What to do with
There are lots of things that fall into this category including items such as alarm clocks; CD/DVD/Cassette players and game consoles; small kitchen appliances such as kettles, toasters, food mixers and blenders, microwave ovens; personal grooming products like hairdryers, straighteners, curling tongs, electric toothbrushes and shavers; garden tools such as lawnmowers, hedge trimmers and leaf blowers/shredders; other items such as lamps, torches, vacuum cleaners, telephones, mobiles, radios, TV's, printers, camcorders, cameras and smoke alarms.
Looking after your appliance
The best way to ensure your appliance has a long life is to follow the set up guidelines provided by the manufacturer after purchase.
You can also register your item at registermyappliance to ensure the manufacturer can contact you if a free safety repair is ever needed. The website also contains advice on maintenance of key electrical items so that they are kept in good working order.
How do I recycle it?
It's easy to check if an electrical item, toy or game is recyclable. Simply ask the following questions and if the answer is yes (to any of these) - it is recyclable:
- Does it have a plug?
- Does it use batteries?
- Does it need charging?
- Does it have a picture of a crossed out wheelie bin on it?
Often shops will collect your unwanted electricals when they deliver your new one - especially larger items like TV's, fridges and freezers (please note that retailers may charge to collect your old electricals)
For peace of mind, remove your personal data
It’s up to you to make sure your personal data has been, or will be, removed from your electronic devices. And we’re not just talking mobile phones, tablets and laptops. Lots of electrical items store information about us, from smart TVs to sat navs. Take care of your personal data and reduce the risk of it being used by someone else. Check out the latest advice from the independent consumer organisation Which?:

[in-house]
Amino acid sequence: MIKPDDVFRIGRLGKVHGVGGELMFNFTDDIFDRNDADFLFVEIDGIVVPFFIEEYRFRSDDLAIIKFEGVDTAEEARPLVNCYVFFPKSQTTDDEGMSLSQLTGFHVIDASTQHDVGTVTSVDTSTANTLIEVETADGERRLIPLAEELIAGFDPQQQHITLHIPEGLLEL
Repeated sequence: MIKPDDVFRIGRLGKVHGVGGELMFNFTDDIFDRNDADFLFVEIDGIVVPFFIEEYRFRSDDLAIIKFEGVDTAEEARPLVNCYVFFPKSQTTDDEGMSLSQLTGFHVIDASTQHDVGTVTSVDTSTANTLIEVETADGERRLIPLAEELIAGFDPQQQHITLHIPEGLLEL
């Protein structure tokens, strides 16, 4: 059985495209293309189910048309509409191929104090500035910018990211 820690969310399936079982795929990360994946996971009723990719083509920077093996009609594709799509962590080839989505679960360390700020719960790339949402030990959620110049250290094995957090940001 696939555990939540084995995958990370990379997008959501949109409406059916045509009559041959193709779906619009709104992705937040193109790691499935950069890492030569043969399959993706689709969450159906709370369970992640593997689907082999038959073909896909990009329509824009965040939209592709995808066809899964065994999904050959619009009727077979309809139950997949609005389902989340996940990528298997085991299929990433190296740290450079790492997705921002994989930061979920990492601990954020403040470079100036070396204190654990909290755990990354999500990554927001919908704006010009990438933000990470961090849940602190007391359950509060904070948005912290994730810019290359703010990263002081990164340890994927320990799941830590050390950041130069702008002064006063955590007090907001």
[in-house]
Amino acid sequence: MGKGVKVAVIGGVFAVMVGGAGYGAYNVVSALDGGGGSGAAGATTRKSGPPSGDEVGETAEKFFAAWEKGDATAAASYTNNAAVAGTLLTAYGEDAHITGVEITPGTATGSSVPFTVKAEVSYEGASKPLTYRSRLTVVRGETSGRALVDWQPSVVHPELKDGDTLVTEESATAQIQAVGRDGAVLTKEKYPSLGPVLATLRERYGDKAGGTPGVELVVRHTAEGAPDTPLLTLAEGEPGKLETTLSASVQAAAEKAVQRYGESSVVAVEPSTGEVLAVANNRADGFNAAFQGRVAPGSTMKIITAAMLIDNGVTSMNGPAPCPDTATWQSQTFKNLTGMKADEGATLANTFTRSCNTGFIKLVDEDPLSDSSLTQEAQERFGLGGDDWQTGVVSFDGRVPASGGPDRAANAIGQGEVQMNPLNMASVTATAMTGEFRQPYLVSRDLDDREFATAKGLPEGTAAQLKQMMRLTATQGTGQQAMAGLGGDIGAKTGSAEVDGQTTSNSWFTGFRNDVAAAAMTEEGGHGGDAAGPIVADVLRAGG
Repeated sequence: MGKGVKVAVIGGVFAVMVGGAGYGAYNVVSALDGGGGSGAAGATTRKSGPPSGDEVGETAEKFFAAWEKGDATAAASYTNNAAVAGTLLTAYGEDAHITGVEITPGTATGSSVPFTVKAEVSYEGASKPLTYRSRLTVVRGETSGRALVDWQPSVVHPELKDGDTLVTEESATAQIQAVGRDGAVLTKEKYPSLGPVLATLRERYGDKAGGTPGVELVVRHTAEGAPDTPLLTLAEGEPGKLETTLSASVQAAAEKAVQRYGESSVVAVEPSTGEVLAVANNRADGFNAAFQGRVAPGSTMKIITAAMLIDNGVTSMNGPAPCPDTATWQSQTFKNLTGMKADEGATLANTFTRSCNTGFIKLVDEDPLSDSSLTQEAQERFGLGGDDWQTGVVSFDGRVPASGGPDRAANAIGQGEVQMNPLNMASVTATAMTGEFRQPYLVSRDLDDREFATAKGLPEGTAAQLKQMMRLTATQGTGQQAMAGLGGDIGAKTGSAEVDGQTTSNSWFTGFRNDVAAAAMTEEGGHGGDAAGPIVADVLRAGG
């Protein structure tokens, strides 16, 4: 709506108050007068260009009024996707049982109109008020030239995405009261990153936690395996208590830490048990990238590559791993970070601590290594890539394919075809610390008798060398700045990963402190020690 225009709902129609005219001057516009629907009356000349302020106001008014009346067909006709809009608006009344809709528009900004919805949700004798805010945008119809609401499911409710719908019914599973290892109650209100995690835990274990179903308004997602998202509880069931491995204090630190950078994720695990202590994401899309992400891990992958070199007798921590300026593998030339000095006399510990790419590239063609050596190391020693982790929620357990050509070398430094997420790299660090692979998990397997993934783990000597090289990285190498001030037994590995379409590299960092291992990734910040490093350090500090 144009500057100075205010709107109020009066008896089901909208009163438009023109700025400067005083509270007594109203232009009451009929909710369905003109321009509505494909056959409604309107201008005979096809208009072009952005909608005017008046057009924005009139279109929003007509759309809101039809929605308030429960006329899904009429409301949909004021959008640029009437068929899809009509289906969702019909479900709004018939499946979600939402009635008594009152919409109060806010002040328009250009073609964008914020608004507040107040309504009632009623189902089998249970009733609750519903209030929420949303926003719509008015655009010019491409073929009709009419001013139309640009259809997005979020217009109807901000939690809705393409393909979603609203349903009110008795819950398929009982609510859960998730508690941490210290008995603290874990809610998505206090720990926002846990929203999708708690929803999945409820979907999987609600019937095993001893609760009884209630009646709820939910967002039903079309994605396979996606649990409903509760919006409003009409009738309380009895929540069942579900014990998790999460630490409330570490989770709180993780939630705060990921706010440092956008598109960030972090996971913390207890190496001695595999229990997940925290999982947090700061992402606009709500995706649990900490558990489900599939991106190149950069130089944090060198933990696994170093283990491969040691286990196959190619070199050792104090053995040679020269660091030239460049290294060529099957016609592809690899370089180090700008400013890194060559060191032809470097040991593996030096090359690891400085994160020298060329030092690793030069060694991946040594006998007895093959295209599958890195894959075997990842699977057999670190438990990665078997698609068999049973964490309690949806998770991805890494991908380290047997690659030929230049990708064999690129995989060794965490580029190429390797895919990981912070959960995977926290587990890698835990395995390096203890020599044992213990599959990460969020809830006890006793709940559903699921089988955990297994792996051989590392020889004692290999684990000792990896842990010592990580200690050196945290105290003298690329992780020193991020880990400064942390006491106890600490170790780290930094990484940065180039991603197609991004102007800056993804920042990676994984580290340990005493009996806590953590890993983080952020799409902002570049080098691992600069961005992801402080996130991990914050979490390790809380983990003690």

It's still working - what else can I do?
If you have an electrical item that is still in good working condition, consider passing it on.
Charity and re-use organisations
- Electrical items can be donated to some charity shops or furniture re-use organisations - many offer collection services. Some have added their details to the Recycling Locator
- Check to see if your council offers a service for re-use
- If you live in Scotland: call the National re-use phone line to donate your furniture on 0800 0665 820 (NB. Unfortunately TVs are not accepted).
- Pass on items for free at places such as Freecycle and Freegle
- Search online for companies that will exchange old electrical items for cash
- Or sell them on websites like eBay, Gumtree and Preloved
- Ask family and friends if they would like your unwanted electricals - it could be just what they are looking for.
- Look out for local swapping events - you might even bag yourself a bargain in return!
- Sell locally at car boot, nearly new and bring and buy sales
- Put an ad in your local newspaper or shop window
- Some shops such as Cash Converters and CeX buy electrical or electronic items, especially if you have the original box and instructions etc.
- For unwanted mobile phones and tablets Argos is now offering an over the counter trade-in service at all stores nationwide, where you can get an instance quote and exchange for gift vouchers.